Stuff like ABS & traction control, heated grips with 5 settings, self-cancelling indicators (Which might breed some bad habits?), Stepper-drive rev counter, LED headlights, nice wheels, new styling, etc. all seem attractive, but I wonder if it's really that nice to ride? Lashings of CANBUS electronics just waiting to fail over time with plenty of quietening down & reducing of emissions to keep the boffins happy. Does this make for a better bike to own in the long term than the proven trouble free originals?
I agree with you Sub. Keep the older bike. Gear driven cams are nice indeed.
On my 1990 although checked, it's never even needed the valves adjusting and is nearing 70,000 miles. This is low mileage compared to some.
Unbreakable build quality that's proven itself over 2 decades, with ease of maintenance and DIY home care.
The 1200 VFR's had several recalls and I've heard of engine problems at low mileage too.
Sometimes simplicity is a better route. Somehow I don't think these new bikes will be as well built, trouble free, easy to maintain nor long lasting as the original more "organic" VFR's.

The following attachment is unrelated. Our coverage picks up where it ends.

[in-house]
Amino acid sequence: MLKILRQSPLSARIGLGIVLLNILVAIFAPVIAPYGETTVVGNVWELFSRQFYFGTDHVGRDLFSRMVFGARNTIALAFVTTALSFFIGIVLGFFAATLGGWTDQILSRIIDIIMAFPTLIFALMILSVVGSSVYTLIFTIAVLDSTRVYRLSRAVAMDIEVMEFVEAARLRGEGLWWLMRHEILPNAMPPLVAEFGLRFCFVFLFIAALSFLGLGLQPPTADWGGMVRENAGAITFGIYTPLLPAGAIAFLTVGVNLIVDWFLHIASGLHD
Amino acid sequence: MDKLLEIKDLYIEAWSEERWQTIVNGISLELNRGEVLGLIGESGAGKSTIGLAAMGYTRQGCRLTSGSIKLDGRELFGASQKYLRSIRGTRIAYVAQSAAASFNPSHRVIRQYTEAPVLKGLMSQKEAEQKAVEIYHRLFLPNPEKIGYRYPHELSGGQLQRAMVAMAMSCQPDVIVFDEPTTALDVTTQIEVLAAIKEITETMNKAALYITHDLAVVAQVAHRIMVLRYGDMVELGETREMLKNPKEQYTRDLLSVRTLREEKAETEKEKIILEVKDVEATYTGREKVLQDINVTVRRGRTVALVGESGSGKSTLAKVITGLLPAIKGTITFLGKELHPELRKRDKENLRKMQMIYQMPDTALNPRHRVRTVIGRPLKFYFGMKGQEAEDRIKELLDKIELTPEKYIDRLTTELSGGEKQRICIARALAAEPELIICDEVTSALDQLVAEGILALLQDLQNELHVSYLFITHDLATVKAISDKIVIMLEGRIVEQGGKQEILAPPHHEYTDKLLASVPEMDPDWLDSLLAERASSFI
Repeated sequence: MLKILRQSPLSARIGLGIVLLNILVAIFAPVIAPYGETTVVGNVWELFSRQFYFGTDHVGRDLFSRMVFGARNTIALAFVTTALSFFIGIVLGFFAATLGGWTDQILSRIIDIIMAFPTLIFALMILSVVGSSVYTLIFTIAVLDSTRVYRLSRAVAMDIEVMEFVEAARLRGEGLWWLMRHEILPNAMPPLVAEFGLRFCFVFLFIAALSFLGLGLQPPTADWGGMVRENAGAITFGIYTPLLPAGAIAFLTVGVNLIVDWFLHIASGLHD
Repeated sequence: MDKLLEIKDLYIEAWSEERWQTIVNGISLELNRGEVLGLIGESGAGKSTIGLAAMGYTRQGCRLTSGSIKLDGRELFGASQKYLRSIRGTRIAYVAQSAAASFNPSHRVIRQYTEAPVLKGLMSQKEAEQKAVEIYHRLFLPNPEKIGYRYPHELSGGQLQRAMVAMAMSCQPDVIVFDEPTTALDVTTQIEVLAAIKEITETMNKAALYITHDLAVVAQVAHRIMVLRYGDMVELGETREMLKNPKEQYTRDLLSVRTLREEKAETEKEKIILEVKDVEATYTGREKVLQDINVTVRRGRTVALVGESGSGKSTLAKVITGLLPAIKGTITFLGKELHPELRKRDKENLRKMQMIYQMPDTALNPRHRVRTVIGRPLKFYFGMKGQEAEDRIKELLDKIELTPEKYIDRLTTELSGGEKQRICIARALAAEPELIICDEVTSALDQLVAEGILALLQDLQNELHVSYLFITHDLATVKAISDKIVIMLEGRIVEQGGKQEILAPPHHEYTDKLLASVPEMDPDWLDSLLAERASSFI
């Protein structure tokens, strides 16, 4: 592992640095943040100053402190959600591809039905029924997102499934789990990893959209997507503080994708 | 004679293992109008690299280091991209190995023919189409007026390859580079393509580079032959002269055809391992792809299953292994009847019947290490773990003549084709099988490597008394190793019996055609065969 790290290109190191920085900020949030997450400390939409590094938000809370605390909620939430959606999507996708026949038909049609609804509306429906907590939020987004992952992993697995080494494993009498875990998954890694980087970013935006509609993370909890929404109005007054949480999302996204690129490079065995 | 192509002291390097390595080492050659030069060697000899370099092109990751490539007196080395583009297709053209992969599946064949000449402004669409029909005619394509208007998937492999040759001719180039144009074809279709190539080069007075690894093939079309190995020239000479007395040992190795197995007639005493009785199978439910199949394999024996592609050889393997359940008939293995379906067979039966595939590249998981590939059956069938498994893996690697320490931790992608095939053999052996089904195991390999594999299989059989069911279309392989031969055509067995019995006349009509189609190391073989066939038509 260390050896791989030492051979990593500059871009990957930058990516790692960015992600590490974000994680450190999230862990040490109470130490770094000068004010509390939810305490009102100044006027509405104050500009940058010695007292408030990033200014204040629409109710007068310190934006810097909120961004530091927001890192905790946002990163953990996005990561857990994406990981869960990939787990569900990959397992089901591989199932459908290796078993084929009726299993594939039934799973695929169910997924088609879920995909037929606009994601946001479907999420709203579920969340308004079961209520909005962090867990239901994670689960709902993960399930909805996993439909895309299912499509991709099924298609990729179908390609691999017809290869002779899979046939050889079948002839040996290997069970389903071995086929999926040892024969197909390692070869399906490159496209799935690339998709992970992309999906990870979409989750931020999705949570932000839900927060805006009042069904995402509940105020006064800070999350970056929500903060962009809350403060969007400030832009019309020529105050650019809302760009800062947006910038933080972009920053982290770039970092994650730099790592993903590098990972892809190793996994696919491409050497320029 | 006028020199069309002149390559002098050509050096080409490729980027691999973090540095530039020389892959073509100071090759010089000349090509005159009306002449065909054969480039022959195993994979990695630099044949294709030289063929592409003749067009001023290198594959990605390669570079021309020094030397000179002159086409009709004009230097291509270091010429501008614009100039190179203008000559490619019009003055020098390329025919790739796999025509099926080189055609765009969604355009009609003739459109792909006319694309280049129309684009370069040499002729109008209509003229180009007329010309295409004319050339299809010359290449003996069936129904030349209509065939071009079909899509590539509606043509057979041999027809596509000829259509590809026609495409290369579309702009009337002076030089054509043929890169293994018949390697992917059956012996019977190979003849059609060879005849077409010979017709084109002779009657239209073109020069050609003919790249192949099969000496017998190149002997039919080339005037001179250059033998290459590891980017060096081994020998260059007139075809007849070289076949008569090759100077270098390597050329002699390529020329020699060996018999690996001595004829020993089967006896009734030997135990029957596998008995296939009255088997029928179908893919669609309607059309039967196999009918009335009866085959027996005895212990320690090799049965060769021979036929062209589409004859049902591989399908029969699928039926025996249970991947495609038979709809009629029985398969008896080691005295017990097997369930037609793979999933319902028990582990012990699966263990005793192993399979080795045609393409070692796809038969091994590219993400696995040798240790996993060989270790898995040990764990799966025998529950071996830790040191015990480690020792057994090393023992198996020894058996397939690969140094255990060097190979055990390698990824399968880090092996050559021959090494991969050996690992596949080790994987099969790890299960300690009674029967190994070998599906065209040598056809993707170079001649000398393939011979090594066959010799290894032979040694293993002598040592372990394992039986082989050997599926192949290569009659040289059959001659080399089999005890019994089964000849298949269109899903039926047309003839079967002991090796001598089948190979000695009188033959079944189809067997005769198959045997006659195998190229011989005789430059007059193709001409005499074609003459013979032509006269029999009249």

Interesting as how many RC51 owners have either had a VFR in the past, or own one still. Can't pinpoint why, but there seem to be a fair few.
Euro RC51 SP2: HRC WSB Ti Hi-Level, T1 Airbox & Snorkel, PCIII, Dymag CA5 Carbon Wheels, Ti64 Spindles (F, R & Swing Arm), Mori Link, Maxton GP7 Shock & Ohlins 832 Forks, Brembo GP Calipers & SBK narrow track (F), Braketech Disc (R), Brembo billet Underslung x 2 Brembo RCS, Tyga Triple, 7075 Stem, Probolt Titanium all over, Babyface rearsets, MR Complete Carbon Lineup, Custom Undertail & CBR 1000 LED, Watsen LED Indicators, Harris Brace, Giles clip-ons, Corbin seat, etc. 2013 BOTY.